Apifera Farm - where art, story, animals & woman merge. Home to artist Katherine Dunn

Apifera Farm is a registered 501 [c][3]. All images ar©Katherine Dunn.





Thursday, March 09, 2006

Snow on a pumpkin head

We awoke to lovely huge flakes of snow. It reminded me of years spent growing up in Minnesota, when you awake and there is that silence, but yet you can sort of hear the snowflakes. It is so different than the rain, gentler. We don't get it often and it'll be gone by night - although the mountainpasses are socked in with 12 inches. I am always amused that in Oregon when it snows [there is maybe a 1/2" on the ground, none on the highways] the whole place stops. Schools are closed, things cancelled. My husband took a snow morning and lay in bed much later that normal-we lay there being goofy and singing made up italian opera to Big Tony the cat who sat on our chests.The goats walked out of the barn and stopped dead in their tracks, "What in the world happened here?" they asked me. But it was Mr. Pumpkin Head who caught my heart with this picture moment...


I just posted this piece on the online store. I was going to put it in the upcoming "Flock" exhibit at Astoria next week, but held this one back to sell myself. I like this one immensly for some reason. I am in a 'protect our fruit tree" mode, as we posted the little area with our fruit trees, along with our vegetable bed, and we will put up deer fence this weekend. A harbinger of Spring this Sunday was three barn swallows - "Swoopies", as I like to call them - were back in the horse barn, ready to make nests. Let the shows begin, of nite time swoops and acrobatics that are wonderful to watch with a glass of Pinot and your honey by your side [and dogs and cats drifting amongst your feet].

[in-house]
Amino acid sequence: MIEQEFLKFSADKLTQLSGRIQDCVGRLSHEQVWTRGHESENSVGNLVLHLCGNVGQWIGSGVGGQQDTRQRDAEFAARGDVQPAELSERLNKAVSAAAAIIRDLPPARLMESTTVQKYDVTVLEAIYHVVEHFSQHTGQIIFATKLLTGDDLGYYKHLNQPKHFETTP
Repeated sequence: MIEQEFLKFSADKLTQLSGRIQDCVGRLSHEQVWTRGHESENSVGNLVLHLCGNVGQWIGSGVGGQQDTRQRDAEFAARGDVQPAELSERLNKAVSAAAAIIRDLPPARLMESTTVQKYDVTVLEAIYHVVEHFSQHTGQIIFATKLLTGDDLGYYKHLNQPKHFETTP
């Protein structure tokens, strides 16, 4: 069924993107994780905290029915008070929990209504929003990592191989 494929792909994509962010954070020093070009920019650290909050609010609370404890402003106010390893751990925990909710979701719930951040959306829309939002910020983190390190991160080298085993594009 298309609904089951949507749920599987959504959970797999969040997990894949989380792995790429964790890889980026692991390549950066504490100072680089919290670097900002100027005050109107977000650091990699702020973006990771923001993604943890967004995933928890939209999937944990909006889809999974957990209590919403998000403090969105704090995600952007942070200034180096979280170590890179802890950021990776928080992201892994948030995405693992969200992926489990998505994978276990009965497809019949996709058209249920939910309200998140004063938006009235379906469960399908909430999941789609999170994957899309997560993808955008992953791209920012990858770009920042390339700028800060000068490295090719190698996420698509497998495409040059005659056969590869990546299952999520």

I have been running Stella and Iris the goats with the sheep. There was some head butting the first few minutes, but all is well. Morning breakfast can get complicated, as Stella is such a boss, and so is Rosemary the head ewe, then add the three boy rams who shouldn't even be in there, but I get tired separating everyone out and sometimes a shepherd just has to say, "Oh well". It still brings me much amusement, delight, joy, glee to see a group of faces like this - the goats especially are such charming devils. One shepherd tip - while walking in mud covered with slush and holding three buckets of feed while you are in front of your small flock, proceed gingerly, as it is very easy to get "swept" through the gate onto your butt and then head licked by goats and ewes. But even that is not so bad if you get to have sheep and goats, and horses and cats and dogs. And my new fantaasy - a donkey.

4 comments:

Laura said...

I am so in awe not only with your paintings but your farm life. You sound so at peace and content.

If you don't mind me asking, (If you do, just ignore me) how do you get your paint to look like that? all the layers showing through. is it just wash on top of wash? I really like that dreamy, soft technique and keep trying to no avail. i like your new piece, too.

I smell yarn. said...

Pumkin Head looks so serene! Happy Birthday, Katherine (and Louie, wherever you are).

gracia said...

I'm loving reading of your snow filled days... we are still in the midst of a long and very hot Summer. Wonderful photos, as always! Cheers, g

farmgirl said...

Okay, that's it. I can't believe I'm actually admitting this, but I think your sheep might just be a teensy weensy itty witty bit cuter than mine. Unbelievable. : )

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Thank you for reading! The farm and my art/writing keep me hopping, so might not respond immediately. Thank you for understanding. ~Katherine & Apifera ~